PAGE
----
LEDs are amazing! They use very little power for the light they produce. When you are using an LED to indicate the status of a circuit, they may be using only 20mA (or even only 1mA!). An early lesson in electronics is to connect an LED into a circuit, similarly one of the most common first activities while learning about Arduino is to blink an LED. Something that must be considered when powering a LED is the current it is rated for in operation, called Forward Current.
An LED in a circuit without a limiting resistor can exceed its operating current rating quite easily and burn out in a short time. For many projects a resistor rated at 1/8W or 1/4W will be fine, but you may want to check for long term or high power use to make sure. To calculate the resistor values needed to protect the LED, use Ohm’s Law.
Your essential Ohm’s Law equation V=IxR is used to calculate the resistor value you’ll need in the circuit. In this case we’ll rearrange it to R=V/I, and we have to add terms for LEDs (and standard diodes) called Forward Voltage and Forward Current. The forward voltage is the voltage drop across the LED. It is typically in the range of 2-3V. This forward voltage is important to consider using one LED and even more important when using many LEDs since your circuit will not work if the combined forward voltage exceeds your supply voltage.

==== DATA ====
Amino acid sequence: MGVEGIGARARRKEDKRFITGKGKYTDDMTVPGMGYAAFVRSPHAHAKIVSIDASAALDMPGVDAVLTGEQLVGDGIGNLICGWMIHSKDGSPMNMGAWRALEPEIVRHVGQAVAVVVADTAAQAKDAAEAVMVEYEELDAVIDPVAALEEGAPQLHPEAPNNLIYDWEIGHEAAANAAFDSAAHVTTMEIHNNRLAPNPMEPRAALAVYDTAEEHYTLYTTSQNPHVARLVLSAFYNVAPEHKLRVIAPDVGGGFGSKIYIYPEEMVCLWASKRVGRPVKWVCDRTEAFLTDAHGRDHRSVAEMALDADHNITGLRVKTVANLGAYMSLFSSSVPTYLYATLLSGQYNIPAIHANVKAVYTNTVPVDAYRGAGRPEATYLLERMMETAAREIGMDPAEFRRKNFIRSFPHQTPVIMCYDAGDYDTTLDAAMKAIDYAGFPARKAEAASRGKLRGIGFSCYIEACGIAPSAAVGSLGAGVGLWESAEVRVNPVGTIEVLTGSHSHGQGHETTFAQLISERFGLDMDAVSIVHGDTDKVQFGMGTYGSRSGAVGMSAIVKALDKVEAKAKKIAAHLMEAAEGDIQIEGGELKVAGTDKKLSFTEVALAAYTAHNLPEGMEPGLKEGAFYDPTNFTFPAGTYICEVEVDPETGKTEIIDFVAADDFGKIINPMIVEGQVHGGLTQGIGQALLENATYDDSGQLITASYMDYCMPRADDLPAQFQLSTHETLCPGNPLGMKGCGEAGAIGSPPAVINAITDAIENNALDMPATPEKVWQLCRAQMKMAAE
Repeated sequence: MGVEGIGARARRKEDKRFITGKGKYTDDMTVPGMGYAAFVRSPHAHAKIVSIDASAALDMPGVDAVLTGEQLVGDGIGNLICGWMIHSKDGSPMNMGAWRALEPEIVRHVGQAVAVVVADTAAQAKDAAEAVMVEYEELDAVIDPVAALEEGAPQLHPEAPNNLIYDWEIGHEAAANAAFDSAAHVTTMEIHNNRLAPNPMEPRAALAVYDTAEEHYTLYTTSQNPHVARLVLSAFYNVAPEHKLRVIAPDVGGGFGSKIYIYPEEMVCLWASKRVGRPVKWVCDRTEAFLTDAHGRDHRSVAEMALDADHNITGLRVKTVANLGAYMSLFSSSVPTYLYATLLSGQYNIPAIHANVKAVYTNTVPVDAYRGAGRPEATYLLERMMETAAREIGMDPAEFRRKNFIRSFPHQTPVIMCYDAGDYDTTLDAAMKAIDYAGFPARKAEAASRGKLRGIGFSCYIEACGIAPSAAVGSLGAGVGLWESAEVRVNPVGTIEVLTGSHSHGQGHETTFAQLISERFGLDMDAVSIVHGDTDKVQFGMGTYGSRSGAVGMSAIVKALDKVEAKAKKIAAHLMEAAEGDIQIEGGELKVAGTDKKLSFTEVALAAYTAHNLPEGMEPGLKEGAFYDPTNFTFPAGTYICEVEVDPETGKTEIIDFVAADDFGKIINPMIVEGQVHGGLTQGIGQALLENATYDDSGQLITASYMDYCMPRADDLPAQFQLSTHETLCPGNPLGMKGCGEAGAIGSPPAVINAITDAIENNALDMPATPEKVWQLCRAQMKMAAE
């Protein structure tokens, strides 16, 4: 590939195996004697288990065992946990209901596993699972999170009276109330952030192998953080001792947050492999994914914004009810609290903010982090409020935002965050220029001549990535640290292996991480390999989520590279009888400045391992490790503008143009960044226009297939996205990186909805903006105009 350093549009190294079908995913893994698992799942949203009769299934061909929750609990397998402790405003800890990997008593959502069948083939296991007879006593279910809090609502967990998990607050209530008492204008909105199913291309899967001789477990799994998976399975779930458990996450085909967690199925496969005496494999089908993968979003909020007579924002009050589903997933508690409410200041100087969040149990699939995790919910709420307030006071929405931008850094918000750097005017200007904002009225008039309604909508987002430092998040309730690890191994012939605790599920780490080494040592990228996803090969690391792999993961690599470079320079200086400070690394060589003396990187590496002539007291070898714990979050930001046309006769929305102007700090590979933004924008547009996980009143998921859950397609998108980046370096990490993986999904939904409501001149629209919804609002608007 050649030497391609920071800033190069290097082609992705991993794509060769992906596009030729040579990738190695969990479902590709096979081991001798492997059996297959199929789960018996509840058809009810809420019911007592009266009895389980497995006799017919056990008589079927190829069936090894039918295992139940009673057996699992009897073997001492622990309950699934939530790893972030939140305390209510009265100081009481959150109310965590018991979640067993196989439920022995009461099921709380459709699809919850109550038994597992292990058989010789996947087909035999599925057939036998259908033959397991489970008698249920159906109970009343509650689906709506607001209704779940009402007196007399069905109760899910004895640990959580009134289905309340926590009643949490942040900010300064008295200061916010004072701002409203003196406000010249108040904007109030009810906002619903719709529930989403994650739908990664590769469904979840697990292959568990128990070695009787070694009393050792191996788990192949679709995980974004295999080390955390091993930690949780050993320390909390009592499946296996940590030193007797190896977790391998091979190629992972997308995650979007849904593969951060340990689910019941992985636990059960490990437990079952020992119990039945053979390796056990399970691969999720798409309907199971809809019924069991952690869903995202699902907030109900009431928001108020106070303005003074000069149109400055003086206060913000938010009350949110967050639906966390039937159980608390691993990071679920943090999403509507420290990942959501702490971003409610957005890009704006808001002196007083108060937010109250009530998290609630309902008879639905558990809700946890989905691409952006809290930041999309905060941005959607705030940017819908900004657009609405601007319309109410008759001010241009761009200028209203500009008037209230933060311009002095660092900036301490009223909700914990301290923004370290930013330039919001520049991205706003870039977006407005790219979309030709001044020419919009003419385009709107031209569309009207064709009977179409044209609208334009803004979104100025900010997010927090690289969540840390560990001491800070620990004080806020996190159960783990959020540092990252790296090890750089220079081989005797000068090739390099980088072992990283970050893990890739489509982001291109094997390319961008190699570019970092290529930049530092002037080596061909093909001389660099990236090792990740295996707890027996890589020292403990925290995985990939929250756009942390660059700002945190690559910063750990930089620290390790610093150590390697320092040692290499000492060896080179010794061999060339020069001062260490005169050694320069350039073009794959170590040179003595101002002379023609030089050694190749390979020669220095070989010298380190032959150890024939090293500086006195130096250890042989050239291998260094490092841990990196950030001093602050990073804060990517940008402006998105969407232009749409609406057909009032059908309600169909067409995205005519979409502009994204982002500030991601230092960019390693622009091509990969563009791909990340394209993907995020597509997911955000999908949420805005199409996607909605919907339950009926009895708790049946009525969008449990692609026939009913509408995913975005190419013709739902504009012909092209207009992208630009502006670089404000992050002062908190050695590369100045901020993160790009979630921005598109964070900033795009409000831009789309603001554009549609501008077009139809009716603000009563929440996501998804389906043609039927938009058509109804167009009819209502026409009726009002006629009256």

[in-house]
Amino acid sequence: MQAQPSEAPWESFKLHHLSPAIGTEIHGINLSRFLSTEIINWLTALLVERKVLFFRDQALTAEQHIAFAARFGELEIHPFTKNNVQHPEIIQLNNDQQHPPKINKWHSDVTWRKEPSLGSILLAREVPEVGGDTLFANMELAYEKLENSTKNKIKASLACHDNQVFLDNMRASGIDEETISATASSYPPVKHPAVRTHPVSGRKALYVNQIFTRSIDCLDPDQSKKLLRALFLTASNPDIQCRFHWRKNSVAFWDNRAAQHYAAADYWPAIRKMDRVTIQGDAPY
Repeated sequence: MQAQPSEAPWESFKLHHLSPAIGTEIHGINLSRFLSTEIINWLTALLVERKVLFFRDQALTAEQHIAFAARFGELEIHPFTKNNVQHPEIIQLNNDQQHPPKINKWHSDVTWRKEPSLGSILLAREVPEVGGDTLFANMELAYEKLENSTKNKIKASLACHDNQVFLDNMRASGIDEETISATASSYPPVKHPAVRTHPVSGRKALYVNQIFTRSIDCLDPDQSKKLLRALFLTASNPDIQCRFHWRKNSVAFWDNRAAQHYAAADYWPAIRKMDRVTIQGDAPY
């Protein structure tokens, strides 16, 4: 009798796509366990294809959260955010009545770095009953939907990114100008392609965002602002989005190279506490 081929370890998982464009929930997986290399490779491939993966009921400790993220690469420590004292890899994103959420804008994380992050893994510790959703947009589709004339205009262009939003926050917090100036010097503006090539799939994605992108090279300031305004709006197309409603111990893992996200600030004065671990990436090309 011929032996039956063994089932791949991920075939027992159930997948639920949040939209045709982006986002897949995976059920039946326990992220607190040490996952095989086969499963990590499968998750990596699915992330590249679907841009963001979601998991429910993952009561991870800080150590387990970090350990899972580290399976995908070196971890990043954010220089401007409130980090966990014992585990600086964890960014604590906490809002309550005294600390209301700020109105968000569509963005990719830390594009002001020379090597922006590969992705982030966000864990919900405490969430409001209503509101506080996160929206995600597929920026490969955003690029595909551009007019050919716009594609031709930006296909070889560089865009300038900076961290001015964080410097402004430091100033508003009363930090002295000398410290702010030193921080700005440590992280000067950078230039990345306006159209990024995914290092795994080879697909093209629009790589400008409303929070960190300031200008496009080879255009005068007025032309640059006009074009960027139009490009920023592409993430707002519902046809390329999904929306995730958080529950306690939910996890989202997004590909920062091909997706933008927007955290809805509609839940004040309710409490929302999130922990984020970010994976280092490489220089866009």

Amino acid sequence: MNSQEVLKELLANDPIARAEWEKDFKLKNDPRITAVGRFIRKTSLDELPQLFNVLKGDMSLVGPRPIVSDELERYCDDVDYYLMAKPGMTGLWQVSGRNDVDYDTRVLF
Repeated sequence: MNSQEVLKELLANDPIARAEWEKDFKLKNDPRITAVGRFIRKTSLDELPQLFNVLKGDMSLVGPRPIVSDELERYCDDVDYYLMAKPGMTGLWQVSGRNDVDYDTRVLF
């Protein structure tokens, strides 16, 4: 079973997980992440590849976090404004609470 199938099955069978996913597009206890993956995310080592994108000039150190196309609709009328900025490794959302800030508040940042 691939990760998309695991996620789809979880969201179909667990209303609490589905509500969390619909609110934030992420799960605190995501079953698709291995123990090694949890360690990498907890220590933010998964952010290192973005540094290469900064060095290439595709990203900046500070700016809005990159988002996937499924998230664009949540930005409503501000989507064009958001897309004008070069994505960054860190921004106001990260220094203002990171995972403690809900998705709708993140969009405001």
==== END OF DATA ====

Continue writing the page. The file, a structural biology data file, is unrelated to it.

Adding forward voltage (VF), explicitly stating our supply voltage (VS), and forward current (IF), our R=V/I equation becomes RLED=(VS-VF)/IF. We’re almost ready to plug and chug! To find your resistor value, you’ll just need the VF and IF for the LED (again typically 2-3V and 10-20mA depending on type), and your chosen supply voltage (Vs).
Let's use a red LED with a VF of 2V and IF of 20mA, powered by 5V for example: RLED=(5V-2V)/20mA => RLED=150Ω, so in this case you can connect a 150Ω resistor in series with your LED and have just the right amount of current to light up your project.